I have a confession. I am not in Alaska as I write this. Still, given the unbroken record of columns over 45 years, I submit one, even if I am not home. After 18 months of not seeing The Grandkids in person, our time came, and here I am checking out how much they grew during Isolation.
Fortunately, my daughter and husband chose a location just like Anchorage, with long winters and cool-night summers. In fact, I am in an identical growing zone to Anchorage, judging from the flowers, bushes and trees currently in bloom and the stage of the veggie seedlings in the garden beds around town. I feel at home.
By the time you read this, I will be back, badgering you, but today I am going to walk around town with a granddaughter, who somehow turned into a teenager while I wasn’t looking and is now taller than my daughter. And I am sure there will be some Pokemon shenanigans with our pre-teen grandson who can now navigate and manipulate a computer better than my MIT-trained son. Almost as good is the pleasure of watching my daughter deal with her own kids.
I am not gardening while we are visiting other than a bit of weeding at the plot in their community garden. Instead I get to see what Alaska must look like from a tourist’s point of view when they pile off those ships during normal summers. The huge variety of lilacs along with tartan honeysuckle and Siberian peas are in full flower even while tulips and daffodils are in bloom, just like in Southcentral. Colorful fuchsia and begonias are everywhere. Peonies are starting to open and annuals, particularly petunias abound. Chard, spinach, kales (no tomatoes!), carrots potatoes and Swiss chard — the gardens here look like ours. And, how things develop quickly!
Personally, I like the look of a pioneer yard, that particular set of plants that every short-season area, remote from big nurseries, presents. Young cottonwoods become landscape plants — and, yes, the fluff off them is all over, just like at home. The adventurous gardener here is experimenting with Montmorency cherries and crab apples. I know I have seen young hops vines starting out and I think I saw some kiwi.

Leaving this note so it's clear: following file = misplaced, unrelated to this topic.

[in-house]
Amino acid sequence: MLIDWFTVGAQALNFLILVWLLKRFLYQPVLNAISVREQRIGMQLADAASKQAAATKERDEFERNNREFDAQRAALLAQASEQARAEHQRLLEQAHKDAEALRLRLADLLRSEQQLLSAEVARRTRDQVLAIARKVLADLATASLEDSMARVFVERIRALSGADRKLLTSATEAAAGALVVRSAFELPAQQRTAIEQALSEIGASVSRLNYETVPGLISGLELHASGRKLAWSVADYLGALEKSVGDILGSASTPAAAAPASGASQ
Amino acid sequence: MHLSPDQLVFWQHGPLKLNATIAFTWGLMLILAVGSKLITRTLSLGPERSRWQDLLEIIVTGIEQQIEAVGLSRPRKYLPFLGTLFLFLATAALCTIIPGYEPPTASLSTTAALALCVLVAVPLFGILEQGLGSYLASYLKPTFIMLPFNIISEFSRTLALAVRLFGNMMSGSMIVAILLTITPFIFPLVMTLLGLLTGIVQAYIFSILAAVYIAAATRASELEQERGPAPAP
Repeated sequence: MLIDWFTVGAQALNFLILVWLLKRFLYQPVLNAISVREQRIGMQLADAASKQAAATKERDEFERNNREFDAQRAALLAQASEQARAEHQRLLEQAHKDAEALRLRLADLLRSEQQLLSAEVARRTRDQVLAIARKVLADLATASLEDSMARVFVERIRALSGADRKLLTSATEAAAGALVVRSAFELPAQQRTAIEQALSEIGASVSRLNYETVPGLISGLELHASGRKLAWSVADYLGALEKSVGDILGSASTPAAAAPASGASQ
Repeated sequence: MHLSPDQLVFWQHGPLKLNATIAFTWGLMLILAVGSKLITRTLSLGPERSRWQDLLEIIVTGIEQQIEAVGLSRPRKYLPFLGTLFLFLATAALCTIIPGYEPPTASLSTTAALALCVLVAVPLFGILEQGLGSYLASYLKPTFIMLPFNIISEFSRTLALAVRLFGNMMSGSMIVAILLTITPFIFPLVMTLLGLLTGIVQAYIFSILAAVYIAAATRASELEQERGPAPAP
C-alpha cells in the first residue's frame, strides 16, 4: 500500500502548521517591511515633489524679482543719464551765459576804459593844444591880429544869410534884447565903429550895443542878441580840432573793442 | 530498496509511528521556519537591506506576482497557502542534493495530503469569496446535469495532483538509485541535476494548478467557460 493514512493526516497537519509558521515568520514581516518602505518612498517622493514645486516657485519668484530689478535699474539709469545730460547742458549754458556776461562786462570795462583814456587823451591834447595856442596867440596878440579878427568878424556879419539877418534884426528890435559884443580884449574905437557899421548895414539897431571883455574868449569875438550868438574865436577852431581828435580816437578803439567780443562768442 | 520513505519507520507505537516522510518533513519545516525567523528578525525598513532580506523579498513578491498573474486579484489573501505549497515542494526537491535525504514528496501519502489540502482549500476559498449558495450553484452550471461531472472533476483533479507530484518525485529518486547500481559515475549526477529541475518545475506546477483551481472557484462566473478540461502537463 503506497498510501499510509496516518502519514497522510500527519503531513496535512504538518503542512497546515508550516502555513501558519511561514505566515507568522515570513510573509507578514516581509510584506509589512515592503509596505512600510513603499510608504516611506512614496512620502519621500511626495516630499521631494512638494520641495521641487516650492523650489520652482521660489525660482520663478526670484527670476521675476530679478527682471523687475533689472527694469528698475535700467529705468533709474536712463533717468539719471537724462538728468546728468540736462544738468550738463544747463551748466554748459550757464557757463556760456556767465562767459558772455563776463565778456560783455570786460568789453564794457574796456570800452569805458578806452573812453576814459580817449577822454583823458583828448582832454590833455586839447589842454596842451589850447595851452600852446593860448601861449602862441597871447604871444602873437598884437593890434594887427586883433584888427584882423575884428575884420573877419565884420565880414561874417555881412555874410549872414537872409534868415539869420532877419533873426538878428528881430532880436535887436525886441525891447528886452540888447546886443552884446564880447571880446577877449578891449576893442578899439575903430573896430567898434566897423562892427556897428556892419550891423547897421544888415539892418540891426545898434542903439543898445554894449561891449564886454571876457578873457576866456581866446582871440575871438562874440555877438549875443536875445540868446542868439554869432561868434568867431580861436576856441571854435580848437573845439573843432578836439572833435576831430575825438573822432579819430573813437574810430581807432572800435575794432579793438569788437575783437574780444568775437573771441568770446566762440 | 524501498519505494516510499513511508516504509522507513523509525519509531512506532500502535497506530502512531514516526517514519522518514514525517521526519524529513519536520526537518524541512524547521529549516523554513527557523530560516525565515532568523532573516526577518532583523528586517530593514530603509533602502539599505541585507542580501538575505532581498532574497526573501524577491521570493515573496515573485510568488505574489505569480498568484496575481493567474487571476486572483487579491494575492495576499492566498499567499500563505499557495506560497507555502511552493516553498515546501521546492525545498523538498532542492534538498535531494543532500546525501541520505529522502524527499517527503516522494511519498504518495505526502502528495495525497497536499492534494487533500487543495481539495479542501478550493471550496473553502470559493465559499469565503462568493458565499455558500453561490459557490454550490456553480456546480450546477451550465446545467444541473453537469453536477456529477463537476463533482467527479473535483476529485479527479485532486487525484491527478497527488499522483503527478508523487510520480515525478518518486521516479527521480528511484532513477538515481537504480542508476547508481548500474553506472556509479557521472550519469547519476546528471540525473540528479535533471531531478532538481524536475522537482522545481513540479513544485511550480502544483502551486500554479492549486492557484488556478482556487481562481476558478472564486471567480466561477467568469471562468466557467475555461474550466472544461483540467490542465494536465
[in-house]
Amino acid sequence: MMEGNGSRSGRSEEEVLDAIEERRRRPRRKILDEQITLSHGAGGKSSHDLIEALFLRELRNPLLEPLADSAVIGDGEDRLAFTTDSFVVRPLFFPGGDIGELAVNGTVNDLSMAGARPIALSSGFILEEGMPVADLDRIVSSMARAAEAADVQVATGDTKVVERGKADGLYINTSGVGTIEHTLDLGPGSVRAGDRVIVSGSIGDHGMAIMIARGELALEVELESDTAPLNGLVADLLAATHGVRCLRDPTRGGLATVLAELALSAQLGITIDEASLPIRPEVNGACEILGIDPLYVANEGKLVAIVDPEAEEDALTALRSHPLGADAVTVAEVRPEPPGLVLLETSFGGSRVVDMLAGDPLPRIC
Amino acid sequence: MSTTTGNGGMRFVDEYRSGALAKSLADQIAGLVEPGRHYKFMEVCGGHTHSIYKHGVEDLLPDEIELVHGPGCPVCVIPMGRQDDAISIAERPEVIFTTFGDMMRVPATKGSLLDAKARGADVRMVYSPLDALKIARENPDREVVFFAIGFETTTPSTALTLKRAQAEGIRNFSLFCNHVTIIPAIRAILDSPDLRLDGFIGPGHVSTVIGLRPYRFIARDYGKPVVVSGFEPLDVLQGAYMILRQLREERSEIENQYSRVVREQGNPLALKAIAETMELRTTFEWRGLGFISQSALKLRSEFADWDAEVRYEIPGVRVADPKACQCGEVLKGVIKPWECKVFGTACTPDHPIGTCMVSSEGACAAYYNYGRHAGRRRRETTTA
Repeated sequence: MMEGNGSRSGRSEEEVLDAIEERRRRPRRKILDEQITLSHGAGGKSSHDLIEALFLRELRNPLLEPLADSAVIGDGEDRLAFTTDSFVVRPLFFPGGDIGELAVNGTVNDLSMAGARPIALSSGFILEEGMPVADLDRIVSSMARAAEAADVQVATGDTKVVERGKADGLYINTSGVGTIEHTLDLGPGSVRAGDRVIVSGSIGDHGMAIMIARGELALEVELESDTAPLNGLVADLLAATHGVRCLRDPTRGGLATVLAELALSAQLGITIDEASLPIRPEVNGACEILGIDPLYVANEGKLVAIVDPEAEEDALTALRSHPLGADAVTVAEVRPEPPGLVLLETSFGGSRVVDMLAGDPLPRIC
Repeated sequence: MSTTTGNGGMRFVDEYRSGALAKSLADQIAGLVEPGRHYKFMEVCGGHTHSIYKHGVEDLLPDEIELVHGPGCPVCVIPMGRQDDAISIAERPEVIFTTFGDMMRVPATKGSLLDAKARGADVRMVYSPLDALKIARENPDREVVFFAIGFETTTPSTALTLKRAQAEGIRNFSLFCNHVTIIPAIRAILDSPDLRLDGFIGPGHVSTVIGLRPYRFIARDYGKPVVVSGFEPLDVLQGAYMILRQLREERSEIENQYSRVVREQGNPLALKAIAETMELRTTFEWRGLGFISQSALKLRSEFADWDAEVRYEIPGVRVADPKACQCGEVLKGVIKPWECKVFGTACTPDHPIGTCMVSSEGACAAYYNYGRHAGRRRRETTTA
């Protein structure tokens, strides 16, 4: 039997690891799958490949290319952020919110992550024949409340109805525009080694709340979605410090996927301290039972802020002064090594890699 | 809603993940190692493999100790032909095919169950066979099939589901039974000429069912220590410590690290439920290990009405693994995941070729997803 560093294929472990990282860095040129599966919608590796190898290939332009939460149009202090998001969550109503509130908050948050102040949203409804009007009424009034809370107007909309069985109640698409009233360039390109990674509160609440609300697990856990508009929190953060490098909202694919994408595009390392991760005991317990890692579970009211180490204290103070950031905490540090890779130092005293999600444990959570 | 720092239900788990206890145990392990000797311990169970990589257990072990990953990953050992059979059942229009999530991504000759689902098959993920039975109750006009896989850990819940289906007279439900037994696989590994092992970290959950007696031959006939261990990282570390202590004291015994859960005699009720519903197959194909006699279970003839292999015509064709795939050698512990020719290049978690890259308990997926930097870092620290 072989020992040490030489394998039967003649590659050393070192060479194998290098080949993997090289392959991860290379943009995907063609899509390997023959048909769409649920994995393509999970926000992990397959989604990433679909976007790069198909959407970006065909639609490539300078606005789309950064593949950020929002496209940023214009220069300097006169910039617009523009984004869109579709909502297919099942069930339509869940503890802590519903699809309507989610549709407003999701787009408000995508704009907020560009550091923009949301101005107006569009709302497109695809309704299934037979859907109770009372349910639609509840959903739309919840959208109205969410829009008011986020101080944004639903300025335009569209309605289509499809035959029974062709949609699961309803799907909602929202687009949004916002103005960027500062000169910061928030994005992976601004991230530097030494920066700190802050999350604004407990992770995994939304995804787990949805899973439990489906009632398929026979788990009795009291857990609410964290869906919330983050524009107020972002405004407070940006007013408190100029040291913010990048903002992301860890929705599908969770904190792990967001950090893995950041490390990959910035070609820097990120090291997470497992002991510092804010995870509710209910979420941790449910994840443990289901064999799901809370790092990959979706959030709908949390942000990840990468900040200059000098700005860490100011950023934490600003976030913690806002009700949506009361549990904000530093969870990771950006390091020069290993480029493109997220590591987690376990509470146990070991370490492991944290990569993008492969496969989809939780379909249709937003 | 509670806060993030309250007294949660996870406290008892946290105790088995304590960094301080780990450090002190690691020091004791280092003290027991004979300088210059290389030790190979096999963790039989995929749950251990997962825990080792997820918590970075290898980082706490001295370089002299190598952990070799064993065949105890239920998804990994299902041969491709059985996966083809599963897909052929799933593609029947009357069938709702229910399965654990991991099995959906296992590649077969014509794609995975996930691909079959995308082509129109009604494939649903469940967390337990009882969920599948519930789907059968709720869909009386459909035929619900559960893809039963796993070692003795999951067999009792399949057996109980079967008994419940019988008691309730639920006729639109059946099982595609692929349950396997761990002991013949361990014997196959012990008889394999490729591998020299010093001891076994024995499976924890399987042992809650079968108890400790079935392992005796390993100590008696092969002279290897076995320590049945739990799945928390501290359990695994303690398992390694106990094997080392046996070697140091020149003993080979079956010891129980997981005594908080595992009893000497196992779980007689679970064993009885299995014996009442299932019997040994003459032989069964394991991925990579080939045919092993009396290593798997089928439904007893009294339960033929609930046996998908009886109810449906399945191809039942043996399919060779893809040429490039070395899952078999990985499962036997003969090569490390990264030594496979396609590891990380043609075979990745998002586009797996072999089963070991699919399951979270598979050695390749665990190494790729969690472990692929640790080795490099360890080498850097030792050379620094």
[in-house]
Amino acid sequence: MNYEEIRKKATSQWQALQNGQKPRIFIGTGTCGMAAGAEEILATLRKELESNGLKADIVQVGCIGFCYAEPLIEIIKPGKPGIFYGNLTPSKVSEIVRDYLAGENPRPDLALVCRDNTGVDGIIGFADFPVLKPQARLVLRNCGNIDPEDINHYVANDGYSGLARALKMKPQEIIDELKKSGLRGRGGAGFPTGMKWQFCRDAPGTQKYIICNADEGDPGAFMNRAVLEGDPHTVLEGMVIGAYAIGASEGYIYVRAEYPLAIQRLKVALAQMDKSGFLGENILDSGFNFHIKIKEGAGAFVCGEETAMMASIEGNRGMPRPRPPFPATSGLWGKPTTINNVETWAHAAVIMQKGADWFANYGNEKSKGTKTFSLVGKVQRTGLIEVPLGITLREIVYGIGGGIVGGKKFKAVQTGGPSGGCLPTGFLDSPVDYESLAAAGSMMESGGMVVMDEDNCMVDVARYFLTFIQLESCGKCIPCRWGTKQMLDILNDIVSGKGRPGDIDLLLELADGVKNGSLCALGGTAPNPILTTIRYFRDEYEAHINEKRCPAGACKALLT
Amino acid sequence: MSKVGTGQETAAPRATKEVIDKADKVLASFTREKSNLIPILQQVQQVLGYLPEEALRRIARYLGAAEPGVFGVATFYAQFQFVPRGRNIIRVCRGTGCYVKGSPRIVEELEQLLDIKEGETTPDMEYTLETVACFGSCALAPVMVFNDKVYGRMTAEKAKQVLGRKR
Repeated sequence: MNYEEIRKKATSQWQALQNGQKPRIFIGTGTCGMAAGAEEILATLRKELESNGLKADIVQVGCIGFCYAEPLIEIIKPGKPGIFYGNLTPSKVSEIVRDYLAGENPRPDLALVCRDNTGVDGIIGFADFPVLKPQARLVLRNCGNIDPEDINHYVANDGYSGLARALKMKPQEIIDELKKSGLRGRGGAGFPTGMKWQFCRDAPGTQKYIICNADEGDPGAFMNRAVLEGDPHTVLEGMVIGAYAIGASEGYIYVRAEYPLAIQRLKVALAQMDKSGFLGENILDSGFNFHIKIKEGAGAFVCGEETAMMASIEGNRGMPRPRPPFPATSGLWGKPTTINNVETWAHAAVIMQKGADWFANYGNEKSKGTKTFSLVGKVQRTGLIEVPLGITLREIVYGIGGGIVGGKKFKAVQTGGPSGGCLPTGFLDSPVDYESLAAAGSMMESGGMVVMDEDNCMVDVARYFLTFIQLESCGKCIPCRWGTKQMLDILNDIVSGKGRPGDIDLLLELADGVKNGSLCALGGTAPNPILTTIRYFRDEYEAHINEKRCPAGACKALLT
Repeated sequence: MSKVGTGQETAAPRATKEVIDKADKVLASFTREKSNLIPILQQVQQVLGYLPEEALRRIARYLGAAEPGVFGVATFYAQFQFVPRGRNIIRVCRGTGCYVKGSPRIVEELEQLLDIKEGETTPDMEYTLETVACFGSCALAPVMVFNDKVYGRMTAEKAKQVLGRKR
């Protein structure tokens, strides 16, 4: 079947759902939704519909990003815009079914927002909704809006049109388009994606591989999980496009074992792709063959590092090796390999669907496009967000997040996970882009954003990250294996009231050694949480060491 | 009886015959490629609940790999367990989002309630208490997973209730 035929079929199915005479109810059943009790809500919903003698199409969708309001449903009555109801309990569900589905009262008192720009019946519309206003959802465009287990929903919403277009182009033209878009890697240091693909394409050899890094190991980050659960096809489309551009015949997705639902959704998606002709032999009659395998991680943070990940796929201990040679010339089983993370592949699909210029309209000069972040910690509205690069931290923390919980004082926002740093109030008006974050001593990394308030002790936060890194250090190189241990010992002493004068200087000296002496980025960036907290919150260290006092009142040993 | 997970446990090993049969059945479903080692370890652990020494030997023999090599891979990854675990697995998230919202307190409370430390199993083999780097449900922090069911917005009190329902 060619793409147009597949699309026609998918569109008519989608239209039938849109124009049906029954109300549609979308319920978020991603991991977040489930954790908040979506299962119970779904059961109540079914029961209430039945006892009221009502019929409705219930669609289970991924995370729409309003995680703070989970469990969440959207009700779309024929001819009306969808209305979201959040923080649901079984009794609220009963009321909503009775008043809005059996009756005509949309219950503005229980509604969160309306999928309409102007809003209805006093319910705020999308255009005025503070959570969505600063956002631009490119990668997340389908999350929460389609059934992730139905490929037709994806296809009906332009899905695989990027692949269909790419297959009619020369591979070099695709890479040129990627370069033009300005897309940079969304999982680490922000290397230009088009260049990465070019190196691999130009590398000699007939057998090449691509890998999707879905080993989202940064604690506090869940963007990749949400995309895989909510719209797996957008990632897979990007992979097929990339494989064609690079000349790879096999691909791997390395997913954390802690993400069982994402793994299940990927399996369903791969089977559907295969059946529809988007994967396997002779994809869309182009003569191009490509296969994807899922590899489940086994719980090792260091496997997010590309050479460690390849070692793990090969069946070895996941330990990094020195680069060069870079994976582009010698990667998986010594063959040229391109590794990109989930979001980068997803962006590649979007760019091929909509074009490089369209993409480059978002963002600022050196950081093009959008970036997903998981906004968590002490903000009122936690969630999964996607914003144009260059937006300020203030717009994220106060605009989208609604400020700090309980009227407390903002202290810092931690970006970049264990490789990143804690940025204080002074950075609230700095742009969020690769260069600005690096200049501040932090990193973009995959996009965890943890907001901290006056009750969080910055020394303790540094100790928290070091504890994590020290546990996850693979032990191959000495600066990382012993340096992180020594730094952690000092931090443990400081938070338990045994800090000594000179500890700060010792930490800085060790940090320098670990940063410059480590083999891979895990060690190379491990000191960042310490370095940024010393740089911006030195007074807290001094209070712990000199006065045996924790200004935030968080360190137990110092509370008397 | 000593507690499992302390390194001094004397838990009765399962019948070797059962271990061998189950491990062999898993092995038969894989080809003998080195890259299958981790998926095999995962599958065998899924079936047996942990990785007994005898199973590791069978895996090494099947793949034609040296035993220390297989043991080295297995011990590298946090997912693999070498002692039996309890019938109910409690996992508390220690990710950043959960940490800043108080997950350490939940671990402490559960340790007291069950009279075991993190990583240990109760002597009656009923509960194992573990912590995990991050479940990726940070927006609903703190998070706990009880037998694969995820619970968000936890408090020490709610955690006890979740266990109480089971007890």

When it comes to gardening here, I can see mistakes all short seasoners make. I have to restrain myself — for the sake of my daughter’s reputation — from knocking on random doors to urge the gardener there to use mulch, as almost no one does. Oh, and the smell of dandelion killer along paved walking paths and in the parks shows this is definitely something that this little town needs to address before the second wave of them.
Ouch, I see too many people fertilizing their lawns with weed-be-gone formulas, though beautifully cut on the diagonal, a la Alaska style, complete with weeds. (I’ve actually run into a few ex-readers here and they are spreading the word about the diagonal mow.)
And, don’t get me going on the beets, which last week in this column I pointed out are in pods and always need thinning. There are way too many cottonwoods here, and I think I saw some chokecherries being used as landscape plants, too, which is a big no-no if these folks want to protect their riparian banks.
We have been here eight days and wow, just like in Alaska. You turn your back and the carrots are an inch taller, the snap peas have leaped up their supports and the potatoes need hilling again. Nothing, however, grows faster or gives more satisfaction than the grandkids.
Jeff’s Alaska — or Wyoming — garden calendar
Tomato and cucumbers and peppers: Greenhouse plants need to be pollinated. Open the door and let in the bugs or do it yourself with a small paint brush.
Potatoes: Hill all but the top 3 inches or so
Thin: Beets, carrots, lettuces.
Mulch: Keep weeds at bay. Use mulches. Green for annuals, brown for perennials.
Radish: Time to eat some, pull the rest and plant some new ones? They are not supposed to get to the size of golf balls.
Lettuces: Harvest leaves, carefully cutting leaves above ground with scissors instead of pulling the plants. New leaves will grow back for future harvests.
Butter and eggs: Get at this pernicious weed now while these invasive are small and before they can produce seeds.
Alaska Botanical Garden: Make a habit to review their offerings each week by checking alaskabg.org. And you can also see what is in bloom.